XI is made with laser cut acrylic and has a nice heft to it. The use of washers to elevate the clear top ensures that the 5 particles move nicely within the frame. The puzzle information engraved on the top is also well done and useful for distinguishing the puzzle from other restricted opening 2D packing puzzles by Haym from NothingYetDesigns.
Wednesday, March 23, 2022
All the letters that you will be stuffing in Letter Box are copies of the L tromino - 9 of them. They all have to be inserted through the small slot. When solved, the 9 L trominos will completely fill the Letter Box.
Letter Box, designed by Pit Khiam Goh, was made by Cubicdissection and released in December 2020. The box is made from Walnut and each of the L trominos is made from a different exotic wood: Wenge, Canxan, Jatoba, Zebra, Bloodwood, Purple Heart, Katalox, Chakte Viga, and Ash. It’s especially nice that each of the L tromino pieces is made from a single piece of wood. In addition to the slot that permits the L trominos to pass, there are 2 additional holes that can be used to view and manipulate the pieces within the box.
Wednesday, March 16, 2022
Puzzles arriving in their solved state is a sin and need to be disassembled into purgatory before being redeemed into a solved state. Although a sinful puzzle and one that has been redeemed share the same outward appearance, deep down, you know the difference. Every serious puzzle collector is able to scan their collection and weigh their sins against redemption.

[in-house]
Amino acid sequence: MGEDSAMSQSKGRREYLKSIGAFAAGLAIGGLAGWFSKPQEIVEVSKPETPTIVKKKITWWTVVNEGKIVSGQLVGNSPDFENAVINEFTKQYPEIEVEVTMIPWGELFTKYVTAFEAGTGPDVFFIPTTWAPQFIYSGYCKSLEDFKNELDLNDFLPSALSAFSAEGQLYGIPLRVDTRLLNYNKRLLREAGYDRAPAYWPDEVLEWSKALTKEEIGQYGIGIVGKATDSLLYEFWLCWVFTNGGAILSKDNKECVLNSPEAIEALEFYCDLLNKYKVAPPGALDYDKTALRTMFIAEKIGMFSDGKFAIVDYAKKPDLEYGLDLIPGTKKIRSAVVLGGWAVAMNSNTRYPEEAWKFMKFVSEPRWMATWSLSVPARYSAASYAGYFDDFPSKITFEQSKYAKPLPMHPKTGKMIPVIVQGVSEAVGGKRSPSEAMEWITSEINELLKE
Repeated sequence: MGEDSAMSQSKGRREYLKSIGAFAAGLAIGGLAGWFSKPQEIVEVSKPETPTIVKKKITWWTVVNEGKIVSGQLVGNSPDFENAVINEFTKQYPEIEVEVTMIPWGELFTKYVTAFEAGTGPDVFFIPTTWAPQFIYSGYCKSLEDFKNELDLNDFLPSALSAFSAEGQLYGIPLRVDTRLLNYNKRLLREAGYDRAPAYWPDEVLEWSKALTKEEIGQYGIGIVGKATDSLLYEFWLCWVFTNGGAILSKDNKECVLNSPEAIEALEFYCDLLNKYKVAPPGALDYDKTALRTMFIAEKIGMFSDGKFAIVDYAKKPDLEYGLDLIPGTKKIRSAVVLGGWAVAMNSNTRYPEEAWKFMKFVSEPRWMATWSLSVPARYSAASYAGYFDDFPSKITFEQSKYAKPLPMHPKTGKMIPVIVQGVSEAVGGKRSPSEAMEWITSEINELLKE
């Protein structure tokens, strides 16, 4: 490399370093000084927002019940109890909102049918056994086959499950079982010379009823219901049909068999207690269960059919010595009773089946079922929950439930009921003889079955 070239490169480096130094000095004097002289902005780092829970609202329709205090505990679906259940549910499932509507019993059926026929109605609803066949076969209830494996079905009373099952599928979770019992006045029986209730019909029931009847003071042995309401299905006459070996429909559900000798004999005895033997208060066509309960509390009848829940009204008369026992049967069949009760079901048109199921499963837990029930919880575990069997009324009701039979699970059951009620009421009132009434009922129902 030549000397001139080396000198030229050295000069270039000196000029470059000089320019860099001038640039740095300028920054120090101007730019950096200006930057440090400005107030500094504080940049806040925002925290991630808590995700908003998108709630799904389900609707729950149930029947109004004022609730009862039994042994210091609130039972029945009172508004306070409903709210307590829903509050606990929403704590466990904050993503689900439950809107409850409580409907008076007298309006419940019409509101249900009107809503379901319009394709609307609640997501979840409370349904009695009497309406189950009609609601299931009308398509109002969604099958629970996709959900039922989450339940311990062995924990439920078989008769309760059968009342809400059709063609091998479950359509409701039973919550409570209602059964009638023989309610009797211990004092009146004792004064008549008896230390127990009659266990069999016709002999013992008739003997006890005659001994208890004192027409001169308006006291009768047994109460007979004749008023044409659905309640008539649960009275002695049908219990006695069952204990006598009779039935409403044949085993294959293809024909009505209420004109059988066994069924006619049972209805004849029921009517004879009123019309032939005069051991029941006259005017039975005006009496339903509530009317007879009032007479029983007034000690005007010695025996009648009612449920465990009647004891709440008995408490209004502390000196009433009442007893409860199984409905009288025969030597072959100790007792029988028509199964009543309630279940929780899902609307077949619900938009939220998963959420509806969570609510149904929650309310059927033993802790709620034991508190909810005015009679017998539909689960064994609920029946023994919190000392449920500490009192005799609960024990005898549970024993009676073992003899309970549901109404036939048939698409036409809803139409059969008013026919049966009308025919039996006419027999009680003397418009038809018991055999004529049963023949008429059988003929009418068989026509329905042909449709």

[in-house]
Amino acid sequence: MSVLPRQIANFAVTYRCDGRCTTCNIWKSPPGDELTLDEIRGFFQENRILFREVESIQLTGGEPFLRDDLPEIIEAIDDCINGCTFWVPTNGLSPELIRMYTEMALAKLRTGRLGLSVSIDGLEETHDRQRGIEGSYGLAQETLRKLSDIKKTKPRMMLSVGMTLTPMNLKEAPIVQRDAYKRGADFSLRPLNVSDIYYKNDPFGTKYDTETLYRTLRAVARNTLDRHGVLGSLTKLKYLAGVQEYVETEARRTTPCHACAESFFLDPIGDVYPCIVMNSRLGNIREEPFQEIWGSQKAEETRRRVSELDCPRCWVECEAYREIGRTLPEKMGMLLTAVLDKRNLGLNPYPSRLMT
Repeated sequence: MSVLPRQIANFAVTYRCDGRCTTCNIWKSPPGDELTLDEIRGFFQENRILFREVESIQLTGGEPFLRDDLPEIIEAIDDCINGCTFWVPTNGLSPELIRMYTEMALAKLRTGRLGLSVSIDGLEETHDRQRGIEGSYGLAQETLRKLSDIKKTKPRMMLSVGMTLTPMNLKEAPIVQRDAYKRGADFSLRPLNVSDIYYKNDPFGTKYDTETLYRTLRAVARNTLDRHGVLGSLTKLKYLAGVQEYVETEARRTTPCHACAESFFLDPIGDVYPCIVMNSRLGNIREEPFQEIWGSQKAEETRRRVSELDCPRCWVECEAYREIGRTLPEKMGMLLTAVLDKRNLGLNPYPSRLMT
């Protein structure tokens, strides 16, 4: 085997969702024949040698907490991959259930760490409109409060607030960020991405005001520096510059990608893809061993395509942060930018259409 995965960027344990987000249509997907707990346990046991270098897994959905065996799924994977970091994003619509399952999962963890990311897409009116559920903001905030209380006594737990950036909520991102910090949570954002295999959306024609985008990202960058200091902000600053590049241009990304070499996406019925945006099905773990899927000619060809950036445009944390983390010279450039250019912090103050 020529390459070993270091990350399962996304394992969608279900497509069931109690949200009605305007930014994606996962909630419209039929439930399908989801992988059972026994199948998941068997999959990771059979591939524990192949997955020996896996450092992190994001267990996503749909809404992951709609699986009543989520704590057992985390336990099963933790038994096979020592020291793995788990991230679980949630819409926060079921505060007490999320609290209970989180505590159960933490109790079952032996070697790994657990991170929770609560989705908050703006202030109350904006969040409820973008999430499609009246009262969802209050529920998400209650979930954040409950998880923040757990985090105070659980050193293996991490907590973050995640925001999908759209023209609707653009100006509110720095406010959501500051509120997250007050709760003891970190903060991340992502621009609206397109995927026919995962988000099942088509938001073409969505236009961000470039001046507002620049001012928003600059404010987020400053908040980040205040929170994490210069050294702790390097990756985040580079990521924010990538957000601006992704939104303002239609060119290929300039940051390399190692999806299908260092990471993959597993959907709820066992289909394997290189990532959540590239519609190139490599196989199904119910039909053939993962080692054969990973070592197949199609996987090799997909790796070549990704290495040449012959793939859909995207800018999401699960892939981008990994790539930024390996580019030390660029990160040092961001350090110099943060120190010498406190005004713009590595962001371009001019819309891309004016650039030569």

Having received this batch of sinful puzzles, I quickly (or not so quickly) banished the puzzles to purgatory (a nice looking decorative bowl) for all eternity (the average amount of time it takes me to get around to solving puzzles). Most were straight-forward, but one of the Twiddle twins (I really don’t know which is which), was a bit of a challenge. I was also surprised to find out that Dodekastar was a challenge to take apart as well. A lot of movement, but no obvious exit point.
Stay tuned for further updates on these puzzles as they are redeemed and take on their divine forms.